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LETTERS for July 4 issue

By Staff | Jul 4, 2013

Protect the right to vote

Last week Tuesday, the Supreme Court gutted the most important civil rights legislation ever passed.

In a 5-4 ruling, the court struck down key elements of the Voting Rights Act, essentially rendering the whole act dead unless Congress responds.

I’m teaming up with several of my fellow Senate Judiciary Committee members – and other concerned colleagues from the Senate and House – to build support for congressional action.

Go to restoreourvotingrights.com/?code=hirono to sign our petition. Demand that Congress act quickly to reverse the void left by the Supreme Court’s misguided decision – and protect the right of all Americans to vote.

As a member of the Judiciary Committee, this is an issue I will be actively involved in trying to fix. Failing to do so opens the floodgates to voter discrimination, threatening our democratic process and our government of, by, and for the people.

This is going to be a very tough battle, but one we must fight.

Please help show overwhelming support for our committee’s work to protect the right to vote. We need to know the public is with us.

Sign our petition demanding swift congressional action to restore strong voting protections across the country.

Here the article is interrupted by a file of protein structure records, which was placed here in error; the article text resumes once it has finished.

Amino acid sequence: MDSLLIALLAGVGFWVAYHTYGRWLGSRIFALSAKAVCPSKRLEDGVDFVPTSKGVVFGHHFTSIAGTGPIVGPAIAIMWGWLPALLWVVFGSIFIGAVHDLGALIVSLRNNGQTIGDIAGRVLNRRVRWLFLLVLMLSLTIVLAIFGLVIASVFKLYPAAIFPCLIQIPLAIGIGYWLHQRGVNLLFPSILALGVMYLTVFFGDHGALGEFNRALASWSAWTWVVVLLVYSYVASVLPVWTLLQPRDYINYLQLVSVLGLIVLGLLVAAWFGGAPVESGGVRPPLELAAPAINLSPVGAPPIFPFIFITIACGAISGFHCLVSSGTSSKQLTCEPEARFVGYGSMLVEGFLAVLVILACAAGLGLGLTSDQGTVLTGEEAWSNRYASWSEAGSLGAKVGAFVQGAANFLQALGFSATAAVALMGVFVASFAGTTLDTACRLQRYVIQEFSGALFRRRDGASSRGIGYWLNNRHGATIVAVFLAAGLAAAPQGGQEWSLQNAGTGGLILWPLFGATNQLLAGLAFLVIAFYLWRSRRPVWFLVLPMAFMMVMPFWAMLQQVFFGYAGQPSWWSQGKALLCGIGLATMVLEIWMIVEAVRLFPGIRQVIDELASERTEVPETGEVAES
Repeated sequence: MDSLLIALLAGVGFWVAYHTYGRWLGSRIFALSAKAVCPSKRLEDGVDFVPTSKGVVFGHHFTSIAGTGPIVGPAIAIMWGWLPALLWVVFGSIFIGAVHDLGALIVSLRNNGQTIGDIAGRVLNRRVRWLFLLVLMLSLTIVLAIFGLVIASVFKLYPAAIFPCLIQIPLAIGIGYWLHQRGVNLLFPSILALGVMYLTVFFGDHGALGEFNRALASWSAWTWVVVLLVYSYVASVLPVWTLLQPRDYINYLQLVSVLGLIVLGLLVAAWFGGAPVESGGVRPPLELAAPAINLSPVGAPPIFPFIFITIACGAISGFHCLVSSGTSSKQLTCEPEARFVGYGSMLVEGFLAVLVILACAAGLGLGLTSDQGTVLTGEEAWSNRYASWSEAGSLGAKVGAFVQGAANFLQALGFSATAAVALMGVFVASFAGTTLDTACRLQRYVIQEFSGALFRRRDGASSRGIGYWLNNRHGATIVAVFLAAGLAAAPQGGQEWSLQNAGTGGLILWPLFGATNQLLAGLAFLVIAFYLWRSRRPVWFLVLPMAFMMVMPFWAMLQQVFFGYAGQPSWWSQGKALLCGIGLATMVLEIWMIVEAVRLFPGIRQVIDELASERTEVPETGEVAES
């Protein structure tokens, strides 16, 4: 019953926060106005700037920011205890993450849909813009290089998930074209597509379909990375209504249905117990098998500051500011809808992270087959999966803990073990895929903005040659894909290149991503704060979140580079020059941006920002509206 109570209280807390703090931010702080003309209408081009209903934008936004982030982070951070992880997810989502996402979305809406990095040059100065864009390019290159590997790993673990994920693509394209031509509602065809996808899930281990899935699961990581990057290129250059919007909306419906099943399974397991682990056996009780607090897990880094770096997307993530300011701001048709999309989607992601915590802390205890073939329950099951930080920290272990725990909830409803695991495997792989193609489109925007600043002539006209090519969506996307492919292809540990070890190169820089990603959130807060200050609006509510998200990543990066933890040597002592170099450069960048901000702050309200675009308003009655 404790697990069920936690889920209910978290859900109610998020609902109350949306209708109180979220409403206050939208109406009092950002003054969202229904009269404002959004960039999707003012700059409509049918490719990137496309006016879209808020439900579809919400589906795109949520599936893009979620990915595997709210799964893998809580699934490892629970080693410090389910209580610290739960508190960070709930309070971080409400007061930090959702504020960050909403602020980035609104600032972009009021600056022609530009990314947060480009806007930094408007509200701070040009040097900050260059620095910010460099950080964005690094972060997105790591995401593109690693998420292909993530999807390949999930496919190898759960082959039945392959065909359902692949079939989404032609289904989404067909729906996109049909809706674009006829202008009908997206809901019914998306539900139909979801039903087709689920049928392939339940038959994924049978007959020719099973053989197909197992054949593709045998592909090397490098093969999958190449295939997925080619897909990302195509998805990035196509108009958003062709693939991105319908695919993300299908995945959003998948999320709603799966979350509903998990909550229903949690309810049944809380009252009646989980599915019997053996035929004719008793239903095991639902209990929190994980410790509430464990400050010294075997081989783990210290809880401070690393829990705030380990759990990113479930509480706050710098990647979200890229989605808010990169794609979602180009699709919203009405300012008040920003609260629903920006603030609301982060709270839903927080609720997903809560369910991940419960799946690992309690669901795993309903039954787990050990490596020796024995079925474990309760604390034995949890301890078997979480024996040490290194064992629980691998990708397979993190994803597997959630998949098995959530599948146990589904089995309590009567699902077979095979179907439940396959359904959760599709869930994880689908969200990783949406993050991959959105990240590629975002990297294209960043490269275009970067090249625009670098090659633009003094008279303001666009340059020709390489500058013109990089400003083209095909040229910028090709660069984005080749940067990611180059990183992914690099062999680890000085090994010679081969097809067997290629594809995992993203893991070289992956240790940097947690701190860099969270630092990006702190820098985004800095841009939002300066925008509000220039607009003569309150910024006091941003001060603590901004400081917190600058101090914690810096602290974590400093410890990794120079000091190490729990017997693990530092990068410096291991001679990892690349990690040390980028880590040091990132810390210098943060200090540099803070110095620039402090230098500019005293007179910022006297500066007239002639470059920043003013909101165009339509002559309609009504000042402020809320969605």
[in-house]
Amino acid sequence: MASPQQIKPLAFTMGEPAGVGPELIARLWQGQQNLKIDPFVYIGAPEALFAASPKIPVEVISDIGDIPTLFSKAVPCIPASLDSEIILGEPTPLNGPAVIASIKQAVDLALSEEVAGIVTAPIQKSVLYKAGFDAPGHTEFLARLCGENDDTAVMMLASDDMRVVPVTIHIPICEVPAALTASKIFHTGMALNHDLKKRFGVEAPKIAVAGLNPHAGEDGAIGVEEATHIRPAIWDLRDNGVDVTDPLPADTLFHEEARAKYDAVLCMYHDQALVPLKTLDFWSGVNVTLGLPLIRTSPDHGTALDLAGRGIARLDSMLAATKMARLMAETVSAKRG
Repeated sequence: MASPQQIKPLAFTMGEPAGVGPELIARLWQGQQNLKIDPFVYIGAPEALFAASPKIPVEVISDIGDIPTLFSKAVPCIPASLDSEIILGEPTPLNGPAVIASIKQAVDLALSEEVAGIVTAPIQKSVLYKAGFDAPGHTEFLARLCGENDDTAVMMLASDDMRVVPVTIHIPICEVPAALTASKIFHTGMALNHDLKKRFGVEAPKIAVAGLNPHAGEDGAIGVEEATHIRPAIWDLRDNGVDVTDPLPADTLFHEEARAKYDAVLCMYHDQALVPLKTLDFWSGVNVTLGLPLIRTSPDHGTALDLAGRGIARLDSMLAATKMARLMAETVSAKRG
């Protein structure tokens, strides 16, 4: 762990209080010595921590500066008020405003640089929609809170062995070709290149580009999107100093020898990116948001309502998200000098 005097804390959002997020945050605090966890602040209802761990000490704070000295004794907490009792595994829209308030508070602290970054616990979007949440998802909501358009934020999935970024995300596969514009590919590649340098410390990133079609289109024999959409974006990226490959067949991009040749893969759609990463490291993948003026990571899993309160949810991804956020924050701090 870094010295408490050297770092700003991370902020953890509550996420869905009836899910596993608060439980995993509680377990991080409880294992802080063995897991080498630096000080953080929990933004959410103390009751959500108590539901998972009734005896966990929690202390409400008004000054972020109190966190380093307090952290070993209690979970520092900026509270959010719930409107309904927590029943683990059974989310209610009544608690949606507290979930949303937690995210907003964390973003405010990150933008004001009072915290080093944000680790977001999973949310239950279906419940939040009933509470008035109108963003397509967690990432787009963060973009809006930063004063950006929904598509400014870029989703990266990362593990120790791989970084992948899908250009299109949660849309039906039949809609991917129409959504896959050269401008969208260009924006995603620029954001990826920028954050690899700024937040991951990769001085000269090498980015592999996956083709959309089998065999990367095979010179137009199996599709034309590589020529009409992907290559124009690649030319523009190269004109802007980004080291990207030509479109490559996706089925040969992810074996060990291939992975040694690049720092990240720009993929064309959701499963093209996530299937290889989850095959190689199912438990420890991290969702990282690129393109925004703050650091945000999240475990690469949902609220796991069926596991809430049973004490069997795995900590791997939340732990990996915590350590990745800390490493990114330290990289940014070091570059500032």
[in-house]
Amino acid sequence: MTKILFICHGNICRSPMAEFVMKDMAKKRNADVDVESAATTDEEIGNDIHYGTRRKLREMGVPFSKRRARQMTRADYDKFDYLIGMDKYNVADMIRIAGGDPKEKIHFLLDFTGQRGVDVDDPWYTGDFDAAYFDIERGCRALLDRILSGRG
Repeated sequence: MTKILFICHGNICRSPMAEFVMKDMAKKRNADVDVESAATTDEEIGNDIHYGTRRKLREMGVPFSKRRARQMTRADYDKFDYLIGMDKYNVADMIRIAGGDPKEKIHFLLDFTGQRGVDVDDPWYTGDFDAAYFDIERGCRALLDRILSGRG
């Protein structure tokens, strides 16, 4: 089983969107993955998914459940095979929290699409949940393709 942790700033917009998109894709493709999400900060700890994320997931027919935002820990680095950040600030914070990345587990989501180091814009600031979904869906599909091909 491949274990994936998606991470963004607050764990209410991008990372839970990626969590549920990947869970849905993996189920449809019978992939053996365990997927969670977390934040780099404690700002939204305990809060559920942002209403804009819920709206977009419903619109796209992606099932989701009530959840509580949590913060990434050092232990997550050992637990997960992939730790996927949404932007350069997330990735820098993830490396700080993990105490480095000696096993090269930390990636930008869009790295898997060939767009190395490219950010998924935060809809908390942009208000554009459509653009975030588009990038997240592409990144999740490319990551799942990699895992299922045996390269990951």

Fifty years ago this year, Martin Luther King delivered his famous speech at the March on Washington. While we’ve made great progress in achieving his dream of full racial equality, today’s decision reminds us that we are not there yet.

There is more work to do to protect everyone’s right to vote, so I need your help.



Mean and clean: Mission readiness through energy diversity

For the price of a single F-22 fighter jet, Congress could do more to strengthen national security and our economy than an entire combat squadron. When invested in military-led biofuel development, that cost could secure a safe, renewable domestic fuel supply and spur job growth in communities across the country.

Last month, the House Armed Services Committee approved legislation that would limit our military’s ability to invest in these advanced biofuels. This effectively leaves our military vulnerable to the costly and unpredictable world oil market and stunts the growth of a promising domestic energy industry and good-paying American jobs.

In our districts in Hawaii and California, we have seen firsthand the economic opportunities that the biofuels industry provides.